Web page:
And I think that looking at this story with Hollande, Hollandism, etc. the lexicon of "betrayal" was inadequate. We said a lot that "Hollande has betrayed, betrayed, betrayed the [2012 programmatic] speech at Le Bourget!" But no, I do not believe that he did, and I do not think that these people have in fact betrayed. My argument, rather, is that they were loyal to themselves. So — to complete that argument — evidently when we go back over the years, they did use to do some little left-wing things, some trinkets here and there, but in reality these were always men of the Right, albeit unsettled men of the Right.
And yes, they were unsettled by a certain history, and sometimes certain media that continued to tease them, etc., but for a very long time they have been of the Right. And what happened is simply that as the years have passed they have become more and more uninhibited, and they have ended up chucking any restraint in the river. And finally, under Hollande, they could be themselves. And, you see, all that has a very powerful revelatory effect.
So I would like to read you a little something I unearthed in a book I would recommend, called Le concert des puissants ["The Concert of the Powerful"]. It is the last book to come out with the Raisons d’agir series — you know, the little books from the "Bourdieu" collection — and it is by François Denord and Paul Lagneau-Ymonet. There is a box on the documents that the Parti Socialiste published, including those in the party called the "cross-tendency" Socialists, of which Hollande was a notorious example. As you will see, these documents reveal a lot; they tell us everything that is going to come next. When you have read that, you have understood everything about the following thirty years; for it dates from 1985. So hold on, this is what the famous "cross-tendency" Socialists wrote:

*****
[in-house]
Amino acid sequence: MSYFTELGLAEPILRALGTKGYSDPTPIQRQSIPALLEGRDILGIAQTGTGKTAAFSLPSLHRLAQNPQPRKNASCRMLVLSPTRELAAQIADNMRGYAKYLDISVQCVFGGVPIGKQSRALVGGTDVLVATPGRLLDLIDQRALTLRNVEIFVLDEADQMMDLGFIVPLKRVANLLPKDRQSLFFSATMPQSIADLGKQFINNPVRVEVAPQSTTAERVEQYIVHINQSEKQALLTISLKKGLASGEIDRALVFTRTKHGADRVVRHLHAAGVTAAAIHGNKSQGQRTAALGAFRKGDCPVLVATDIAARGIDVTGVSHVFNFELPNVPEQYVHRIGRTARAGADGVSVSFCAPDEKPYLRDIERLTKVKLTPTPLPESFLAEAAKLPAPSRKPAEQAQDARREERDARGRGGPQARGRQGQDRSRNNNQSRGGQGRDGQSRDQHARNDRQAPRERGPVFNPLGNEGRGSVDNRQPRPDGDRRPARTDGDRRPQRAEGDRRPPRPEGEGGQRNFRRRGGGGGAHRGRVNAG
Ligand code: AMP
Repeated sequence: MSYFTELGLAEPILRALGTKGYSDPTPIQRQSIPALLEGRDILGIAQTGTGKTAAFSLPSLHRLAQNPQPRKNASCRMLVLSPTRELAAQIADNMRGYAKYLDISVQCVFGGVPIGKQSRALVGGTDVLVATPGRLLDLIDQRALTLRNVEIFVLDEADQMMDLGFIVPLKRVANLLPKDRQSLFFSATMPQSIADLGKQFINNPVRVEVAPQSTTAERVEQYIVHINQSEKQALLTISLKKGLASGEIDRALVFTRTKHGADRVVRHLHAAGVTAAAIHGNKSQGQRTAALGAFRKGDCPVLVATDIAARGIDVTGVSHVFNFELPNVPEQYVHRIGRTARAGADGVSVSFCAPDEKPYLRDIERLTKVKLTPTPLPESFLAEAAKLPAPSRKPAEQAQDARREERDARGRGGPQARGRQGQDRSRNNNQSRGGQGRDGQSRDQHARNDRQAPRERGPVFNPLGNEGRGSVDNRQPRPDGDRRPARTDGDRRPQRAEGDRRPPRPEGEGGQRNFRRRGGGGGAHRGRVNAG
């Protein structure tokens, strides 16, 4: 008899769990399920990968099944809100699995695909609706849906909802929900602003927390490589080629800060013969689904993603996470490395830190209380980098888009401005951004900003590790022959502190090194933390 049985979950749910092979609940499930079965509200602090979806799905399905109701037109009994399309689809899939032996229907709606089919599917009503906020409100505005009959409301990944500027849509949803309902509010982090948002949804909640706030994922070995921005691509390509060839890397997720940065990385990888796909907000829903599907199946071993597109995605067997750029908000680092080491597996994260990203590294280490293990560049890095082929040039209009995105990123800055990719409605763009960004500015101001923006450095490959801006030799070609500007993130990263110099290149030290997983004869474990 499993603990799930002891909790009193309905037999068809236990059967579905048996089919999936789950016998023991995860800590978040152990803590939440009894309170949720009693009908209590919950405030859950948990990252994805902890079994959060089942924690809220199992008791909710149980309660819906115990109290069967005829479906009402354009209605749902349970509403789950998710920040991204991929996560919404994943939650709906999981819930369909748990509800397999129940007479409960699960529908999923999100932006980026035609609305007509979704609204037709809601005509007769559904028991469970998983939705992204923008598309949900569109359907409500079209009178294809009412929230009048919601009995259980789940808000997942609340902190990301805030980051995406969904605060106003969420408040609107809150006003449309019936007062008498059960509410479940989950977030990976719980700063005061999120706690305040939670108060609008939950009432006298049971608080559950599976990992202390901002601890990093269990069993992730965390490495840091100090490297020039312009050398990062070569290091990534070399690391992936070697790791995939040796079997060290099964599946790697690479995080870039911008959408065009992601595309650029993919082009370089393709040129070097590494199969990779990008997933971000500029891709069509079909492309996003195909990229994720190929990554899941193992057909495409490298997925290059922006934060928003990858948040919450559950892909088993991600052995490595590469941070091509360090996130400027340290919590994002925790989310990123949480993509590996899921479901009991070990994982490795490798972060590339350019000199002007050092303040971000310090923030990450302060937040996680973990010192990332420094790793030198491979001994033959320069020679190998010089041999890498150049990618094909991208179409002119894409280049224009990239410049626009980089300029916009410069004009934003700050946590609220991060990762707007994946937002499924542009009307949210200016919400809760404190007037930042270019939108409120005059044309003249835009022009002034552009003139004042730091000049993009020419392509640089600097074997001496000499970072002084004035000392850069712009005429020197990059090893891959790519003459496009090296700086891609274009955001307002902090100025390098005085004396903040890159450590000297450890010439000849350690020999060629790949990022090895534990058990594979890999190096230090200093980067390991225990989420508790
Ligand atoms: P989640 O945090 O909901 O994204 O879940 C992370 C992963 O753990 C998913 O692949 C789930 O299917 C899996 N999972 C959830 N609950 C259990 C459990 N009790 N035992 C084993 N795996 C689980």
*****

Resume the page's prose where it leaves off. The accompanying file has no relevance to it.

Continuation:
"'Always more' and the need for help are not the trait of a given social group, but rather seem to be the object of a certain consensus. Excess regulation and bureaucratisation are not always the symptom of a rampant socialism, but they most often correspond to categorial demands" — grrr! — "a concern for protecting incomes and privileges. Bureaucratisation and corporatism: one struggle. In such a context" — and this is the crucial point — "in such a context, deregulation changes camps. The generalisation of the practices of competition becomes a demand of the Left’s, as it seeks to ensure greater social mobility." Etc., etc.
So there you see how already their ideological matrix took form already in the mid-1980s. Obviously, you understand that in 1985 shouting things like that from the rooftops was a bit complicated. So these are internal PS documents, published to some small extent, but hardly widely read. Thirty years later we got the Macron Bill and the Valls-Hollande government. So there, if you will, a long cycle was fulfilled. And it is time to bring it to an end.
Mermet: Yes, I think I can hear the whistling that accompanied François Mitterrand’s arrival at Charléty [a stadium in Paris] in May 1968. These people have always betrayed, for them it is the norm, and now they are doing it again. So there.
Lordon: Well, yes…
Mermet: So you trust in Mélenchon, then; he is the Left…
Mermet: ... because I remember a certain Lordon saying, "We cannot do anything in this framework, we have to change the framework itself, we have to turn the table upside-down, etc…" Suddenly you say, well, no, perhaps we can do something within this framework, and then after… I also heard this from some of our friends [during the last presidential election] in 2012, who said "Wait, wait, today we go to the polls and tomorrow we will be in the streets. We will put pressure on Hollande after. We should vote for Hollande (against Sarkozy), and then after that put pressure on him." Some friends even spoke of a "revolutionary Hollandism"… that was another level of things, but even so, people did say that. Are you not worried that today you are losing a little… that Lordon is a little bit less radical than usual?